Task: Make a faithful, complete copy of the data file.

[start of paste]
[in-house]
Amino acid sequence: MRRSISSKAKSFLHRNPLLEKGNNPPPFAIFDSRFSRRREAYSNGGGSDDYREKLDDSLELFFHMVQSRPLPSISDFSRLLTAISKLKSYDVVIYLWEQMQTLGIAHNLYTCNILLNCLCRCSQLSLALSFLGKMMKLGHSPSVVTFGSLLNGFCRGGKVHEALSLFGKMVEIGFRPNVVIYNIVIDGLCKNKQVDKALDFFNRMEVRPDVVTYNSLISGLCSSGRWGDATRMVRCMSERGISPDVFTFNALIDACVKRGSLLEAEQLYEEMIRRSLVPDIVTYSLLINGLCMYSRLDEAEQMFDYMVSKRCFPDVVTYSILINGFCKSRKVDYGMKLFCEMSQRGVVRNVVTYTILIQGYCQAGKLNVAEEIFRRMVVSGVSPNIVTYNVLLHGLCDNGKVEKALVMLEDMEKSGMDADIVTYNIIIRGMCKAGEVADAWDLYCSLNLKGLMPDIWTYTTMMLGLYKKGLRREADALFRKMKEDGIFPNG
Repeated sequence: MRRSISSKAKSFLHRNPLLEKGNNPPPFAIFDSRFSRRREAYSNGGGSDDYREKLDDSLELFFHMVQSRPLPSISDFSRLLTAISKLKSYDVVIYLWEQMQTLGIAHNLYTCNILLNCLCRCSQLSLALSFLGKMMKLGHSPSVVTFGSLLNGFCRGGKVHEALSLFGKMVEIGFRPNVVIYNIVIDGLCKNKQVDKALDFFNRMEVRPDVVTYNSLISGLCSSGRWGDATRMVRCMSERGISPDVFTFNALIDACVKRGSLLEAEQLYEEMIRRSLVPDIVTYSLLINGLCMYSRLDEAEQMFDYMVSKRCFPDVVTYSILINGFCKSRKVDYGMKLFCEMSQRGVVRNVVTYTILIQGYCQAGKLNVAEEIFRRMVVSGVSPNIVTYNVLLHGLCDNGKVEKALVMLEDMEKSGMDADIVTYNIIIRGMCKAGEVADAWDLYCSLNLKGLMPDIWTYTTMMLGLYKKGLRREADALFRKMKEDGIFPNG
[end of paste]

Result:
[in-house]
Amino acid sequence: MRRSISSKAKSFLHRNPLLEKGNNPPPFAIFDSRFSRRREAYSNGGGSDDYREKLDDSLELFFHMVQSRPLPSISDFSRLLTAISKLKSYDVVIYLWEQMQTLGIAHNLYTCNILLNCLCRCSQLSLALSFLGKMMKLGHSPSVVTFGSLLNGFCRGGKVHEALSLFGKMVEIGFRPNVVIYNIVIDGLCKNKQVDKALDFFNRMEVRPDVVTYNSLISGLCSSGRWGDATRMVRCMSERGISPDVFTFNALIDACVKRGSLLEAEQLYEEMIRRSLVPDIVTYSLLINGLCMYSRLDEAEQMFDYMVSKRCFPDVVTYSILINGFCKSRKVDYGMKLFCEMSQRGVVRNVVTYTILIQGYCQAGKLNVAEEIFRRMVVSGVSPNIVTYNVLLHGLCDNGKVEKALVMLEDMEKSGMDADIVTYNIIIRGMCKAGEVADAWDLYCSLNLKGLMPDIWTYTTMMLGLYKKGLRREADALFRKMKEDGIFPNG
Repeated sequence: MRRSISSKAKSFLHRNPLLEKGNNPPPFAIFDSRFSRRREAYSNGGGSDDYREKLDDSLELFFHMVQSRPLPSISDFSRLLTAISKLKSYDVVIYLWEQMQTLGIAHNLYTCNILLNCLCRCSQLSLALSFLGKMMKLGHSPSVVTFGSLLNGFCRGGKVHEALSLFGKMVEIGFRPNVVIYNIVIDGLCKNKQVDKALDFFNRMEVRPDVVTYNSLISGLCSSGRWGDATRMVRCMSERGISPDVFTFNALIDACVKRGSLLEAEQLYEEMIRRSLVPDIVTYSLLINGLCMYSRLDEAEQMFDYMVSKRCFPDVVTYSILINGFCKSRKVDYGMKLFCEMSQRGVVRNVVTYTILIQGYCQAGKLNVAEEIFRRMVVSGVSPNIVTYNVLLHGLCDNGKVEKALVMLEDMEKSGMDADIVTYNIIIRGMCKAGEVADAWDLYCSLNLKGLMPDIWTYTTMMLGLYKKGLRREADALFRKMKEDGIFPNG